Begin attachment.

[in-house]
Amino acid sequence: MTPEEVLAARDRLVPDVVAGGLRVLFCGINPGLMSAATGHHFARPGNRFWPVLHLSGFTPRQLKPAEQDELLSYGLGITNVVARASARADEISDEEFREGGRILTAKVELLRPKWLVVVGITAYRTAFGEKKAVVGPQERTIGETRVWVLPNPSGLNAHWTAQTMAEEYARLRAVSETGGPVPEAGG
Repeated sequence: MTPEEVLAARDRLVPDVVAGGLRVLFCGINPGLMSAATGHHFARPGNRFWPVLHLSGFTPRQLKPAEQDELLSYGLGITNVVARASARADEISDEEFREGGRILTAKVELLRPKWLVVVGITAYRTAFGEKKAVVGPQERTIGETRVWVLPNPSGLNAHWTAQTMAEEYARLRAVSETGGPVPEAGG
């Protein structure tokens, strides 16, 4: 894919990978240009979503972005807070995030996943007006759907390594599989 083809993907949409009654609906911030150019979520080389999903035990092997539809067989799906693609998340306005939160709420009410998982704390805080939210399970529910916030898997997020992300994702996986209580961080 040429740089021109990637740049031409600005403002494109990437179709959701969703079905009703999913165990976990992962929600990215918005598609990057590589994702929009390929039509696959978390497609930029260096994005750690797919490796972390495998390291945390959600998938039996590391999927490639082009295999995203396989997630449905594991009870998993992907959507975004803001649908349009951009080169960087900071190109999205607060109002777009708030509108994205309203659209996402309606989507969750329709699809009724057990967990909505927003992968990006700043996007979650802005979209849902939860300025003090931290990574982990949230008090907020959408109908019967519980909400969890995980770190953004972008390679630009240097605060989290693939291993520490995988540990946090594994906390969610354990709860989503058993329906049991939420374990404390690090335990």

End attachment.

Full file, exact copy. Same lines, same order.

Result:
[in-house]
Amino acid sequence: MTPEEVLAARDRLVPDVVAGGLRVLFCGINPGLMSAATGHHFARPGNRFWPVLHLSGFTPRQLKPAEQDELLSYGLGITNVVARASARADEISDEEFREGGRILTAKVELLRPKWLVVVGITAYRTAFGEKKAVVGPQERTIGETRVWVLPNPSGLNAHWTAQTMAEEYARLRAVSETGGPVPEAGG
Repeated sequence: MTPEEVLAARDRLVPDVVAGGLRVLFCGINPGLMSAATGHHFARPGNRFWPVLHLSGFTPRQLKPAEQDELLSYGLGITNVVARASARADEISDEEFREGGRILTAKVELLRPKWLVVVGITAYRTAFGEKKAVVGPQERTIGETRVWVLPNPSGLNAHWTAQTMAEEYARLRAVSETGGPVPEAGG
């Protein structure tokens, strides 16, 4: 894919990978240009979503972005807070995030996943007006759907390594599989 083809993907949409009654609906911030150019979520080389999903035990092997539809067989799906693609998340306005939160709420009410998982704390805080939210399970529910916030898997997020992300994702996986209580961080 040429740089021109990637740049031409600005403002494109990437179709959701969703079905009703999913165990976990992962929600990215918005598609990057590589994702929009390929039509696959978390497609930029260096994005750690797919490796972390495998390291945390959600998938039996590391999927490639082009295999995203396989997630449905594991009870998993992907959507975004803001649908349009951009080169960087900071190109999205607060109002777009708030509108994205309203659209996402309606989507969750329709699809009724057990967990909505927003992968990006700043996007979650802005979209849902939860300025003090931290990574982990949230008090907020959408109908019967519980909400969890995980770190953004972008390679630009240097605060989290693939291993520490995988540990946090594994906390969610354990709860989503058993329906049991939420374990404390690090335990």